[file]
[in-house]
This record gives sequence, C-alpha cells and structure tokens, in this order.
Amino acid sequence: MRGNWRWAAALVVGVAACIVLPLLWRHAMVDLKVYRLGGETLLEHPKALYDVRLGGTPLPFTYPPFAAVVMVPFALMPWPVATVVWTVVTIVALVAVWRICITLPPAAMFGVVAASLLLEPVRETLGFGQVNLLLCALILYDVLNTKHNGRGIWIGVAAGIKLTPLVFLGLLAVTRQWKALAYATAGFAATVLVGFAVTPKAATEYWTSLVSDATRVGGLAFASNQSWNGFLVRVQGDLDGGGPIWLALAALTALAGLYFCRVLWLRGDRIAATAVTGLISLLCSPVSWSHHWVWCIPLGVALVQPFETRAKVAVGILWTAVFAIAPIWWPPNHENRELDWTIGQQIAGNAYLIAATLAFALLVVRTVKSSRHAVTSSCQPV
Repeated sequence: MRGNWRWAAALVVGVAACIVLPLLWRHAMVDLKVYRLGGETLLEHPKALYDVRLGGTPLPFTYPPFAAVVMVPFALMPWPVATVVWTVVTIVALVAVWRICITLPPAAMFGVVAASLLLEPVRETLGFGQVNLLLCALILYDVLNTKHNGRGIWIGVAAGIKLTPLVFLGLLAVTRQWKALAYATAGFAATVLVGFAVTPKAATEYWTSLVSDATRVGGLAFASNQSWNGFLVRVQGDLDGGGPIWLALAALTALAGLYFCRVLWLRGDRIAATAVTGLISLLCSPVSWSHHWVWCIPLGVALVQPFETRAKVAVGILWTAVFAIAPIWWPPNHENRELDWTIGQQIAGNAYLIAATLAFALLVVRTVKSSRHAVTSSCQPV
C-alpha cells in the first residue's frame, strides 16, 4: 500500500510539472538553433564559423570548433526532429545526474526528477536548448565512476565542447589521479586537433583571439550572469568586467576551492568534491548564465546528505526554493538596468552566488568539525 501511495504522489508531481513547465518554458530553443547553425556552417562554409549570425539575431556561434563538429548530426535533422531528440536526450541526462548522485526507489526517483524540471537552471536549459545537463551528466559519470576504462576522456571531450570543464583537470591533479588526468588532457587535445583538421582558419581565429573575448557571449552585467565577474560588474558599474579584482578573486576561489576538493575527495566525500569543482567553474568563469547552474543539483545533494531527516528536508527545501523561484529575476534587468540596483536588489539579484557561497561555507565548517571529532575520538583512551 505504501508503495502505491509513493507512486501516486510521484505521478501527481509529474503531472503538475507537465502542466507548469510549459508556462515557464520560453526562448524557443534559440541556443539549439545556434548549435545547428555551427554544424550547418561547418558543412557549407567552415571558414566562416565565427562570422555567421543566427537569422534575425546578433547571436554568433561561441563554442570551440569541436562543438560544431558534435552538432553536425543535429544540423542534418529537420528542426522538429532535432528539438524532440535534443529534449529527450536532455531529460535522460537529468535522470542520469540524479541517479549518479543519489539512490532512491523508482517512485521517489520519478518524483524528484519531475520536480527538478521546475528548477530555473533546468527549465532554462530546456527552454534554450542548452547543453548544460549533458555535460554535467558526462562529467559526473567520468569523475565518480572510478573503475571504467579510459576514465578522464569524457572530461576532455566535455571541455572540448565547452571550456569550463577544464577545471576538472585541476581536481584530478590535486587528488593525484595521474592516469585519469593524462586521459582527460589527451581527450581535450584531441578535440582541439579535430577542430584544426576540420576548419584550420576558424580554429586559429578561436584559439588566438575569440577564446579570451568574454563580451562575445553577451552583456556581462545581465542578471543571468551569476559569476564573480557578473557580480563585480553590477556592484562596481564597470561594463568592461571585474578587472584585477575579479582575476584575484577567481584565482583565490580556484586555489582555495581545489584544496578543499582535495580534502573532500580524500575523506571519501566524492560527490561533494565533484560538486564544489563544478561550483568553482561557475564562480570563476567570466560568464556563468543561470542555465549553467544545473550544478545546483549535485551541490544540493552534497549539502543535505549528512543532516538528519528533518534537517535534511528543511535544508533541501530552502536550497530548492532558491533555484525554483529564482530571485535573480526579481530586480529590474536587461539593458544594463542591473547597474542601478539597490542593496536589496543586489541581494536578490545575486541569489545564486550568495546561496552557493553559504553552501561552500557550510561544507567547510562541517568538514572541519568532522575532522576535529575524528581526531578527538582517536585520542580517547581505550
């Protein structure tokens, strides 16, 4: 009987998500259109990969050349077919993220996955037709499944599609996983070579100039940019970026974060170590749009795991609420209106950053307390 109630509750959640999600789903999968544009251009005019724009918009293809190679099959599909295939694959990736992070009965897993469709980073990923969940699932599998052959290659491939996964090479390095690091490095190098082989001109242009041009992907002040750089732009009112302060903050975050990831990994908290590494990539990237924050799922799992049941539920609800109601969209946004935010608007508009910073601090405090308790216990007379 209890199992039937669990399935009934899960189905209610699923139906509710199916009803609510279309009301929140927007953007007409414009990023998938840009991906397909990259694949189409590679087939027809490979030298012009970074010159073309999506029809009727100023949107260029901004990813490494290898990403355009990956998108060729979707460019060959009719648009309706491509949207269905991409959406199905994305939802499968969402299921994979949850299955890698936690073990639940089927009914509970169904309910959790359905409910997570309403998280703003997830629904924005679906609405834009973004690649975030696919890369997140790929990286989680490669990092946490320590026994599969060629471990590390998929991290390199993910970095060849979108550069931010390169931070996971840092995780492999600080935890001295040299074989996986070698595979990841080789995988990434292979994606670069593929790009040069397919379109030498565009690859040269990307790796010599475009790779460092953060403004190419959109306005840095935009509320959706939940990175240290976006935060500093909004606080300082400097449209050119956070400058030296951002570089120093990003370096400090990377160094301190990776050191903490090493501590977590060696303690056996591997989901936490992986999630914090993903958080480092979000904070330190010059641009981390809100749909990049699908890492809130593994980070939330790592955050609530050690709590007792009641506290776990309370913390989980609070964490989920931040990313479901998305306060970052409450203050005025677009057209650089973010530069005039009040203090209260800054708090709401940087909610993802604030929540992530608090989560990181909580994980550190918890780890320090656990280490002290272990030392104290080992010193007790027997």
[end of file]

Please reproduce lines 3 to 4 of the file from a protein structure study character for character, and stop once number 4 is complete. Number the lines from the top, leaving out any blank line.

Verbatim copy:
Amino acid sequence: MRGNWRWAAALVVGVAACIVLPLLWRHAMVDLKVYRLGGETLLEHPKALYDVRLGGTPLPFTYPPFAAVVMVPFALMPWPVATVVWTVVTIVALVAVWRICITLPPAAMFGVVAASLLLEPVRETLGFGQVNLLLCALILYDVLNTKHNGRGIWIGVAAGIKLTPLVFLGLLAVTRQWKALAYATAGFAATVLVGFAVTPKAATEYWTSLVSDATRVGGLAFASNQSWNGFLVRVQGDLDGGGPIWLALAALTALAGLYFCRVLWLRGDRIAATAVTGLISLLCSPVSWSHHWVWCIPLGVALVQPFETRAKVAVGILWTAVFAIAPIWWPPNHENRELDWTIGQQIAGNAYLIAATLAFALLVVRTVKSSRHAVTSSCQPV
Repeated sequence: MRGNWRWAAALVVGVAACIVLPLLWRHAMVDLKVYRLGGETLLEHPKALYDVRLGGTPLPFTYPPFAAVVMVPFALMPWPVATVVWTVVTIVALVAVWRICITLPPAAMFGVVAASLLLEPVRETLGFGQVNLLLCALILYDVLNTKHNGRGIWIGVAAGIKLTPLVFLGLLAVTRQWKALAYATAGFAATVLVGFAVTPKAATEYWTSLVSDATRVGGLAFASNQSWNGFLVRVQGDLDGGGPIWLALAALTALAGLYFCRVLWLRGDRIAATAVTGLISLLCSPVSWSHHWVWCIPLGVALVQPFETRAKVAVGILWTAVFAIAPIWWPPNHENRELDWTIGQQIAGNAYLIAATLAFALLVVRTVKSSRHAVTSSCQPV